The impact of humanitarian crises may also create the conditions for trafficking through increased economic pressure on survivors, weaker rule of law, widespread corruption and deeper inequalities. The poorest and most marginalised are often hardest hit.
The conflict in the north-east of Nigeria and the devastating 2015 earthquakes in Nepal caused widespread displacement, increased violence levels, and severely weakened or destroyed schools, social structures, health systems and livelihoods. This led to heightened risks of human trafficking.
Fifty-eight percent of Nigerian girls and young women interviewed by the IOM in transit points in the Eastern and Central Mediterranean routes reported violence and conflict as the primary reason for their migration. Many took dangerous migration routes and means of travel, including through Libya, where they were subjected to sexual and gender-based violence, restrictions on their freedom, forced labour, and kidnapping and extortion by smugglers.
Family members, relatives and friends also played a role in the migration and trafficking of girls and young women. In some cases, they helped arrange and finance migration through local recruiters. In others, they referred girls to jobs that turned out to be exploitative. In a minority of cases, they were the exploiters. The death of one or both parents, family violence and extreme poverty often forced girls to migrate in very uncertain and sometimes unsafe conditions.
Gender inequalities are pervasive across Nigeria, Nepal and Uganda. Adolescent girls and young women often have limited agency and decision-making power, and expectations around gender roles can shape the various trafficking situations that boys and girls are exposed to. Girls and young women are often exploited in invisible and feminised sectors, where they are often ignored or overlooked, economically devalued and legally unprotected.
In Uganda, for example, most adolescent girls interviewed for the research described being trafficked internally into domestic servitude. Similarly, in Nepal, over three-quarters migrated for domestic work— a feminised, highly unregulated and often invisible labour sector. Most Nigerian girls and young women were trafficked for sexual exploitation (57 per cent of young girls under 10, 57 per cent of adolescent girls and 68 per cent of young women).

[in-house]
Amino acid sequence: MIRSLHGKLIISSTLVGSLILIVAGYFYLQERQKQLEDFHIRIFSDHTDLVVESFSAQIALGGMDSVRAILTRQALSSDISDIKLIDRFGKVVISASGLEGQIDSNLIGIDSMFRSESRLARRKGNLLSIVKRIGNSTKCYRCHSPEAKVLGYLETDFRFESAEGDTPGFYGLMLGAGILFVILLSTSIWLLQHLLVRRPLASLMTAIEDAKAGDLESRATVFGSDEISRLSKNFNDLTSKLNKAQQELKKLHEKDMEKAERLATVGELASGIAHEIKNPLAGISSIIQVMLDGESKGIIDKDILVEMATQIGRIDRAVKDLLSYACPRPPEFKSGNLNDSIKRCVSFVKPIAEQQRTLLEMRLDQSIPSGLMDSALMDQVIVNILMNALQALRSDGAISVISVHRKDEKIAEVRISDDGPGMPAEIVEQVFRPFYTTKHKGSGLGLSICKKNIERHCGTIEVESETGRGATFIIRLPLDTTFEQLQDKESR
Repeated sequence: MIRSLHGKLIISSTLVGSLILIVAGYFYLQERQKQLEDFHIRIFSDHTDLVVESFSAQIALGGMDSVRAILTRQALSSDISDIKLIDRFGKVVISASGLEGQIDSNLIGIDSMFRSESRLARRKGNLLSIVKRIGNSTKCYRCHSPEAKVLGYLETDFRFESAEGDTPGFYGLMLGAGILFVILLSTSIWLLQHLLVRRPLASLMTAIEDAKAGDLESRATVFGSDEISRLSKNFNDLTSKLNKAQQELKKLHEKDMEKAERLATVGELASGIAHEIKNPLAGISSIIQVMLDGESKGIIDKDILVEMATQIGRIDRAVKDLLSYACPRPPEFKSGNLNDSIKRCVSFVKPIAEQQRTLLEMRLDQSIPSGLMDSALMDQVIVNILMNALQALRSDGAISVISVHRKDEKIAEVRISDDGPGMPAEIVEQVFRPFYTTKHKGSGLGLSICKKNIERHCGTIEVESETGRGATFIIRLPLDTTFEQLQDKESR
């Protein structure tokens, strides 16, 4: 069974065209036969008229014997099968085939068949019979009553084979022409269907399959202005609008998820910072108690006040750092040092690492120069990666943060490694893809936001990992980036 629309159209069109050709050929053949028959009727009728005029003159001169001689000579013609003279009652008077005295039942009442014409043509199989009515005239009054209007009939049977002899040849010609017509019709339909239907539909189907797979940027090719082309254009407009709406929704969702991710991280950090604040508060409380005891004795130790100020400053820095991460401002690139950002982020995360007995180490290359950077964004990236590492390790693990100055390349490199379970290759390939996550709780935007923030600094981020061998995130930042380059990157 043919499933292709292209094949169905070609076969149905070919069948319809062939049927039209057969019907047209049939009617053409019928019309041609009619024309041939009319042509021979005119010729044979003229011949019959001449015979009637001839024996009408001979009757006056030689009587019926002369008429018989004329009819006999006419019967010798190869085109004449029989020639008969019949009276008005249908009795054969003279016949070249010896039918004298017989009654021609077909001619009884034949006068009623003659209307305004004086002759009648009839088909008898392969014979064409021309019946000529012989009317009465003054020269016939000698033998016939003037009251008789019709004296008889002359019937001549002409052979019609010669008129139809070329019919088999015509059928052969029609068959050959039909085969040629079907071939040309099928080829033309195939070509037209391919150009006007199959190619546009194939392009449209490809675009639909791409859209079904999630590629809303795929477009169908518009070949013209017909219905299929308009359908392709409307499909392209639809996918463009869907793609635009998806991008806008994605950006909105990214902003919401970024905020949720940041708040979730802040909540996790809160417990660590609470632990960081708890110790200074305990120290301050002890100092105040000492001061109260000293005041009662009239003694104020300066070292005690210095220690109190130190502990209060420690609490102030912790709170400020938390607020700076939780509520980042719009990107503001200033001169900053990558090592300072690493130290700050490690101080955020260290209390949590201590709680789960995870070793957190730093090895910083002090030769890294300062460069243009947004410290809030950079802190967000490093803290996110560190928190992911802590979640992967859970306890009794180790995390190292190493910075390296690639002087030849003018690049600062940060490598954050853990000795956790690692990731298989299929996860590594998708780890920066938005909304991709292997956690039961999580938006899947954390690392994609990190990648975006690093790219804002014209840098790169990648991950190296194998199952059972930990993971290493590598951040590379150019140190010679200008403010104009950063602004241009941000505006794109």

Once trafficked, they experienced widespread, multiple and overlapping forms of violence, abuse, and exploitation pre-departure, in transit and at destination. These included sexual abuse, rape, and psychological violence in their everyday lives. Girls and young women were frequently controlled through false promises or deception, denied freedom of movement and remuneration, and were subjected to physical and sexual violence, or threats against themselves and their families.
Poverty, mental health problems (such as post-traumatic stress disorder, depression, and anxiety) and stigma commonly manifest for girls and young women who have been rescued or escaped exploitation.
All the girls and women in this study managed to escape exploitation, but millions more remain trapped in abusive situations. Many might never speak about the exploitation, abuse and violence they experienced. A significant proportion of them are likely never to be identified by or self-refer to services assisting survivors of human trafficking.
While the governments of Nigeria, Nepal and Uganda are committed to ending human trafficking, more needs to be done at all levels to ensure that laws, policies and strategies to prevent and respond to human trafficking are effectively implemented. Improving the availability and accessibility of victim-centred responses and longer-term support and rehabilitation for survivors in particular is a critical priority across the three countries.
Anthony Davis is a Policy & Advocacy Advisor for Gender Equality at Plan International UK. Follow him on Twitter:@anthonydavis82
This article has been prepared by Anthony Davis as a contributor to Delta 8.7. As provided for in the Terms and Conditions of Use of Delta 8.7, the opinions expressed in this article are those of the author and do not necessarily reflect those of UNU or its partners.